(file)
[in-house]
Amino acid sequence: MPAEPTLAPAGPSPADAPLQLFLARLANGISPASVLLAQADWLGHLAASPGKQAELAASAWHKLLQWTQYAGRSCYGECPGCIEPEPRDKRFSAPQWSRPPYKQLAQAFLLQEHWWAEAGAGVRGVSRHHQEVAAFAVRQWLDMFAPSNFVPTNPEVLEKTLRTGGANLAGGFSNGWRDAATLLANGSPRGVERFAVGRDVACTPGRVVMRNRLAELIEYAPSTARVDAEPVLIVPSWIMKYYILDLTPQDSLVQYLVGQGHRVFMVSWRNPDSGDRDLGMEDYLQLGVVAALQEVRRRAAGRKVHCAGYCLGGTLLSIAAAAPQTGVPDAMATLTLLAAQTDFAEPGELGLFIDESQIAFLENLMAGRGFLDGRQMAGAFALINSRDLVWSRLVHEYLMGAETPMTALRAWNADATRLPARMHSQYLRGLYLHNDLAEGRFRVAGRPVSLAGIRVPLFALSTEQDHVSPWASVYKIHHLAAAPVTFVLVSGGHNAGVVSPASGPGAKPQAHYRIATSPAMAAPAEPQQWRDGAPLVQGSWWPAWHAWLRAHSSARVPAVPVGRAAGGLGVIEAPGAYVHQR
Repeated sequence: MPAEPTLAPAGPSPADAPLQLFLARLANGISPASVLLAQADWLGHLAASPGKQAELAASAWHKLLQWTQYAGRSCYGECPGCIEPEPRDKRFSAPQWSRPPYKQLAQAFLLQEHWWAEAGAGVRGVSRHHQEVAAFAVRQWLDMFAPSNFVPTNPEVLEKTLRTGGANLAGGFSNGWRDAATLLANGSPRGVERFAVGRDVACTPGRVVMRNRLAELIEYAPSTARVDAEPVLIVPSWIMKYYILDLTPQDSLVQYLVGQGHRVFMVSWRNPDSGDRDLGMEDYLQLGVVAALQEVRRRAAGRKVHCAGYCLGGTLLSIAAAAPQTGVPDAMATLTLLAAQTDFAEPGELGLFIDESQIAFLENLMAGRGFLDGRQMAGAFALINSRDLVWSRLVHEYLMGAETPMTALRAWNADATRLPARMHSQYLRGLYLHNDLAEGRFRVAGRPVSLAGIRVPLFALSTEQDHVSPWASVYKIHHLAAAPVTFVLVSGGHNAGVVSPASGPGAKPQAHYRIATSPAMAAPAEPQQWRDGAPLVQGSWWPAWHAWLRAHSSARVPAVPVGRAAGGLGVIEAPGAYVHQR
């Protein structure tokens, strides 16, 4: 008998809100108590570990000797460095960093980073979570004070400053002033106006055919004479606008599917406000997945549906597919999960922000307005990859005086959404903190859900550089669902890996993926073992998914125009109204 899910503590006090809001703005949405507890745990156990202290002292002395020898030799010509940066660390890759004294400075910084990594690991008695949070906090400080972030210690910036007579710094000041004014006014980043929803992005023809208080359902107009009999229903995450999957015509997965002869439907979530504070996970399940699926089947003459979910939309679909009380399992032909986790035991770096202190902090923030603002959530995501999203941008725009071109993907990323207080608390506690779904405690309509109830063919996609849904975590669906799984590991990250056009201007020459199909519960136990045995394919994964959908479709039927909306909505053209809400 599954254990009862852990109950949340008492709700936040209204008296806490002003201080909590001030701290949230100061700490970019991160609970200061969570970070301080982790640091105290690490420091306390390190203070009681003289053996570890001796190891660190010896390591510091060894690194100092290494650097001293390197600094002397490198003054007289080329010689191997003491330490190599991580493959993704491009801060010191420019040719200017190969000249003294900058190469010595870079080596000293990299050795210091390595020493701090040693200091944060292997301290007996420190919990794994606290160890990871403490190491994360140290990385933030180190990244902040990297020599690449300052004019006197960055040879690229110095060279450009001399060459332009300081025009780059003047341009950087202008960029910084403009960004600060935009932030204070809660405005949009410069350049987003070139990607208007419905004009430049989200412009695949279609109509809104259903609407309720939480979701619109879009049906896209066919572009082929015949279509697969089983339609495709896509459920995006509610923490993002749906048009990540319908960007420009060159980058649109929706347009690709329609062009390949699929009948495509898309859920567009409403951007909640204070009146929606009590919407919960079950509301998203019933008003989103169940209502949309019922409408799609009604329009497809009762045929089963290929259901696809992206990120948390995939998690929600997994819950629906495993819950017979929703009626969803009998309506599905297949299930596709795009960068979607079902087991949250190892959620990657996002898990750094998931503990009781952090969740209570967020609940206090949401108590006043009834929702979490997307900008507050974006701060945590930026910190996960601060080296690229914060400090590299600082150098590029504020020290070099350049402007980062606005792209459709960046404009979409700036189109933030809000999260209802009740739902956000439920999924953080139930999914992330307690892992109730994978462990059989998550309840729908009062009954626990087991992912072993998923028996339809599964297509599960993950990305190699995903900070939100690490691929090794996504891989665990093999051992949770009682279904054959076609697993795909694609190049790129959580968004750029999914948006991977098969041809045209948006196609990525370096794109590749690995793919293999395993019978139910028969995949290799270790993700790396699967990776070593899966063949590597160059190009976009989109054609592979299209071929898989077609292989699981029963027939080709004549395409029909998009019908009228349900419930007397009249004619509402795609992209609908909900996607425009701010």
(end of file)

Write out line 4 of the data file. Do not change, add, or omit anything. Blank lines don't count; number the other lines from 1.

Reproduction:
């Protein structure tokens, strides 16, 4: 008998809100108590570990000797460095960093980073979570004070400053002033106006055919004479606008599917406000997945549906597919999960922000307005990859005086959404903190859900550089669902890996993926073992998914125009109204 899910503590006090809001703005949405507890745990156990202290002292002395020898030799010509940066660390890759004294400075910084990594690991008695949070906090400080972030210690910036007579710094000041004014006014980043929803992005023809208080359902107009009999229903995450999957015509997965002869439907979530504070996970399940699926089947003459979910939309679909009380399992032909986790035991770096202190902090923030603002959530995501999203941008725009071109993907990323207080608390506690779904405690309509109830063919996609849904975590669906799984590991990250056009201007020459199909519960136990045995394919994964959908479709039927909306909505053209809400 599954254990009862852990109950949340008492709700936040209204008296806490002003201080909590001030701290949230100061700490970019991160609970200061969570970070301080982790640091105290690490420091306390390190203070009681003289053996570890001796190891660190010896390591510091060894690194100092290494650097001293390197600094002397490198003054007289080329010689191997003491330490190599991580493959993704491009801060010191420019040719200017190969000249003294900058190469010595870079080596000293990299050795210091390595020493701090040693200091944060292997301290007996420190919990794994606290160890990871403490190491994360140290990385933030180190990244902040990297020599690449300052004019006197960055040879690229110095060279450009001399060459332009300081025009780059003047341009950087202008960029910084403009960004600060935009932030204070809660405005949009410069350049987003070139990607208007419905004009430049989200412009695949279609109509809104259903609407309720939480979701619109879009049906896209066919572009082929015949279509697969089983339609495709896509459920995006509610923490993002749906048009990540319908960007420009060159980058649109929706347009690709329609062009390949699929009948495509898309859920567009409403951007909640204070009146929606009590919407919960079950509301998203019933008003989103169940209502949309019922409408799609009604329009497809009762045929089963290929259901696809992206990120948390995939998690929600997994819950629906495993819950017979929703009626969803009998309506599905297949299930596709795009960068979607079902087991949250190892959620990657996002898990750094998931503990009781952090969740209570967020609940206090949401108590006043009834929702979490997307900008507050974006701060945590930026910190996960601060080296690229914060400090590299600082150098590029504020020290070099350049402007980062606005792209459709960046404009979409700036189109933030809000999260209802009740739902956000439920999924953080139930999914992330307690892992109730994978462990059989998550309840729908009062009954626990087991992912072993998923028996339809599964297509599960993950990305190699995903900070939100690490691929090794996504891989665990093999051992949770009682279904054959076609697993795909694609190049790129959580968004750029999914948006991977098969041809045209948006196609990525370096794109590749690995793919293999395993019978139910028969995949290799270790993700790396699967990776070593899966063949590597160059190009976009989109054609592979299209071929898989077609292989699981029963027939080709004549395409029909998009019908009228349900419930007397009249004619509402795609992209609908909900996607425009701010």